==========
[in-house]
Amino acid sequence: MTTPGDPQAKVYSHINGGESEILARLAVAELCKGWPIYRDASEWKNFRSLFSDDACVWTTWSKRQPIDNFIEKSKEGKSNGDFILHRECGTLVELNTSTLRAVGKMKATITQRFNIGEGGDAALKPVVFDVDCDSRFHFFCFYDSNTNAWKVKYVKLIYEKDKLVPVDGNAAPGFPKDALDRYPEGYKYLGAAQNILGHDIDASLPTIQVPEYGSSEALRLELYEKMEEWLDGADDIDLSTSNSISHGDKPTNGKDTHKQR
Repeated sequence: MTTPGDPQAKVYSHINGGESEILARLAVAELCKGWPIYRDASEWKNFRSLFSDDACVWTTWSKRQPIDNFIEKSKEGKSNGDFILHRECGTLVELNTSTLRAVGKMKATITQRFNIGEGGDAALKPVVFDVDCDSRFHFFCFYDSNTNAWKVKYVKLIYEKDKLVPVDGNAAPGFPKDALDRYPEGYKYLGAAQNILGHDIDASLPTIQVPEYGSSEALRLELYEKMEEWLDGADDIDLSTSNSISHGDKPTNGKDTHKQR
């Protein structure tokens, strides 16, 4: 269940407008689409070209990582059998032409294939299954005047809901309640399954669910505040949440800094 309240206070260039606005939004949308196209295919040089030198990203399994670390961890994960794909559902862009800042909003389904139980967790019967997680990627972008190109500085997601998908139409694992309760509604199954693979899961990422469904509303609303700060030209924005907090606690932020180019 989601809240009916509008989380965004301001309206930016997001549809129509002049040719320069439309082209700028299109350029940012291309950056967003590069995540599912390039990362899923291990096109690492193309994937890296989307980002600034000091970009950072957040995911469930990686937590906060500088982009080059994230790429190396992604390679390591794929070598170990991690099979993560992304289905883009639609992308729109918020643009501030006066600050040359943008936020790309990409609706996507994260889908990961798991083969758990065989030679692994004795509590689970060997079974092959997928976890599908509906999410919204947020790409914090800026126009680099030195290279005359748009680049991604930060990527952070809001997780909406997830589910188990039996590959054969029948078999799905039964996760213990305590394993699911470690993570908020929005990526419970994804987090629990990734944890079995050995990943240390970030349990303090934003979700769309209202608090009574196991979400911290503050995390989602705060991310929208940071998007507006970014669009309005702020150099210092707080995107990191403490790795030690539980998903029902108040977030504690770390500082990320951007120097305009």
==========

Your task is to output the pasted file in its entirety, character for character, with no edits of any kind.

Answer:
[in-house]
Amino acid sequence: MTTPGDPQAKVYSHINGGESEILARLAVAELCKGWPIYRDASEWKNFRSLFSDDACVWTTWSKRQPIDNFIEKSKEGKSNGDFILHRECGTLVELNTSTLRAVGKMKATITQRFNIGEGGDAALKPVVFDVDCDSRFHFFCFYDSNTNAWKVKYVKLIYEKDKLVPVDGNAAPGFPKDALDRYPEGYKYLGAAQNILGHDIDASLPTIQVPEYGSSEALRLELYEKMEEWLDGADDIDLSTSNSISHGDKPTNGKDTHKQR
Repeated sequence: MTTPGDPQAKVYSHINGGESEILARLAVAELCKGWPIYRDASEWKNFRSLFSDDACVWTTWSKRQPIDNFIEKSKEGKSNGDFILHRECGTLVELNTSTLRAVGKMKATITQRFNIGEGGDAALKPVVFDVDCDSRFHFFCFYDSNTNAWKVKYVKLIYEKDKLVPVDGNAAPGFPKDALDRYPEGYKYLGAAQNILGHDIDASLPTIQVPEYGSSEALRLELYEKMEEWLDGADDIDLSTSNSISHGDKPTNGKDTHKQR
């Protein structure tokens, strides 16, 4: 269940407008689409070209990582059998032409294939299954005047809901309640399954669910505040949440800094 309240206070260039606005939004949308196209295919040089030198990203399994670390961890994960794909559902862009800042909003389904139980967790019967997680990627972008190109500085997601998908139409694992309760509604199954693979899961990422469904509303609303700060030209924005907090606690932020180019 989601809240009916509008989380965004301001309206930016997001549809129509002049040719320069439309082209700028299109350029940012291309950056967003590069995540599912390039990362899923291990096109690492193309994937890296989307980002600034000091970009950072957040995911469930990686937590906060500088982009080059994230790429190396992604390679390591794929070598170990991690099979993560992304289905883009639609992308729109918020643009501030006066600050040359943008936020790309990409609706996507994260889908990961798991083969758990065989030679692994004795509590689970060997079974092959997928976890599908509906999410919204947020790409914090800026126009680099030195290279005359748009680049991604930060990527952070809001997780909406997830589910188990039996590959054969029948078999799905039964996760213990305590394993699911470690993570908020929005990526419970994804987090629990990734944890079995050995990943240390970030349990303090934003979700769309209202608090009574196991979400911290503050995390989602705060991310929208940071998007507006970014669009309005702020150099210092707080995107990191403490790795030690539980998903029902108040977030504690770390500082990320951007120097305009």